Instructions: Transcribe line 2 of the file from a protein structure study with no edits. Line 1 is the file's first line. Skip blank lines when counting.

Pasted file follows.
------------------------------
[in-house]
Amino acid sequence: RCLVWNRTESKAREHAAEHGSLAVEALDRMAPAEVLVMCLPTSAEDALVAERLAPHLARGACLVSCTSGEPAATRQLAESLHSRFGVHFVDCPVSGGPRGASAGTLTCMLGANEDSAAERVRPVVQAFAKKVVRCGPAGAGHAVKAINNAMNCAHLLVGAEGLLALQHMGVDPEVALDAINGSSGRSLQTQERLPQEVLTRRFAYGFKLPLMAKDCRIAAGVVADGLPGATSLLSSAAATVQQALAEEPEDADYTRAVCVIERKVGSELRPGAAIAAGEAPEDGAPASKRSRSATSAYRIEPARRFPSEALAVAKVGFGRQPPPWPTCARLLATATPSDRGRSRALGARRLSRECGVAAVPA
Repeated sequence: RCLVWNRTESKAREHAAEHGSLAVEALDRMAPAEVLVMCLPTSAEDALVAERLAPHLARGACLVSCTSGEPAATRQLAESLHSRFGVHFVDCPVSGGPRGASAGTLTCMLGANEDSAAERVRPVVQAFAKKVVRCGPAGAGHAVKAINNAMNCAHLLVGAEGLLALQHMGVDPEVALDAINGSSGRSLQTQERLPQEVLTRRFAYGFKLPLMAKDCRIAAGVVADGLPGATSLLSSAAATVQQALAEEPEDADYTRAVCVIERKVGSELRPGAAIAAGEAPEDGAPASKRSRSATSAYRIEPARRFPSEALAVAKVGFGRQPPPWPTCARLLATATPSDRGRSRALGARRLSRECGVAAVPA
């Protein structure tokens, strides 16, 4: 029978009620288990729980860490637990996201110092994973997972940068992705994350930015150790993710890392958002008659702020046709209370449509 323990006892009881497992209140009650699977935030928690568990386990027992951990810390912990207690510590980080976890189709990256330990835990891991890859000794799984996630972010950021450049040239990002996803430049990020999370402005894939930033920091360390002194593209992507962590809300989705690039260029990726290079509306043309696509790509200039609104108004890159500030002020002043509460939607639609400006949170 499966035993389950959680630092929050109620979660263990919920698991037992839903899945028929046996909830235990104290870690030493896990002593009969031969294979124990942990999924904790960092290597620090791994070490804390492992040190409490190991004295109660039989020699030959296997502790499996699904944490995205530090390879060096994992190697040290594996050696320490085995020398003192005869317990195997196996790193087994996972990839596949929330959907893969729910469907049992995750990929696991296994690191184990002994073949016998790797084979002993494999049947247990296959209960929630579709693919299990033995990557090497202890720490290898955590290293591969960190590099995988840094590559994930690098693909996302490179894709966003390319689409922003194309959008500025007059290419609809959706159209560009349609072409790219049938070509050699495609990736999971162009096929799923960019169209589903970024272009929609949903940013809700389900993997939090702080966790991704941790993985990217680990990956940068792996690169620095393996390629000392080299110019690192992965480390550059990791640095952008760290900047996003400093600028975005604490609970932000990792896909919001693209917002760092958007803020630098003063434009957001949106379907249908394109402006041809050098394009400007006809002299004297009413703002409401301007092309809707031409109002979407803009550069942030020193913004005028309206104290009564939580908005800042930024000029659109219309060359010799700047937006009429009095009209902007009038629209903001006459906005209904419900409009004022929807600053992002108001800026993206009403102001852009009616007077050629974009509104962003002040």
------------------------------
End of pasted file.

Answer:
Amino acid sequence: RCLVWNRTESKAREHAAEHGSLAVEALDRMAPAEVLVMCLPTSAEDALVAERLAPHLARGACLVSCTSGEPAATRQLAESLHSRFGVHFVDCPVSGGPRGASAGTLTCMLGANEDSAAERVRPVVQAFAKKVVRCGPAGAGHAVKAINNAMNCAHLLVGAEGLLALQHMGVDPEVALDAINGSSGRSLQTQERLPQEVLTRRFAYGFKLPLMAKDCRIAAGVVADGLPGATSLLSSAAATVQQALAEEPEDADYTRAVCVIERKVGSELRPGAAIAAGEAPEDGAPASKRSRSATSAYRIEPARRFPSEALAVAKVGFGRQPPPWPTCARLLATATPSDRGRSRALGARRLSRECGVAAVPA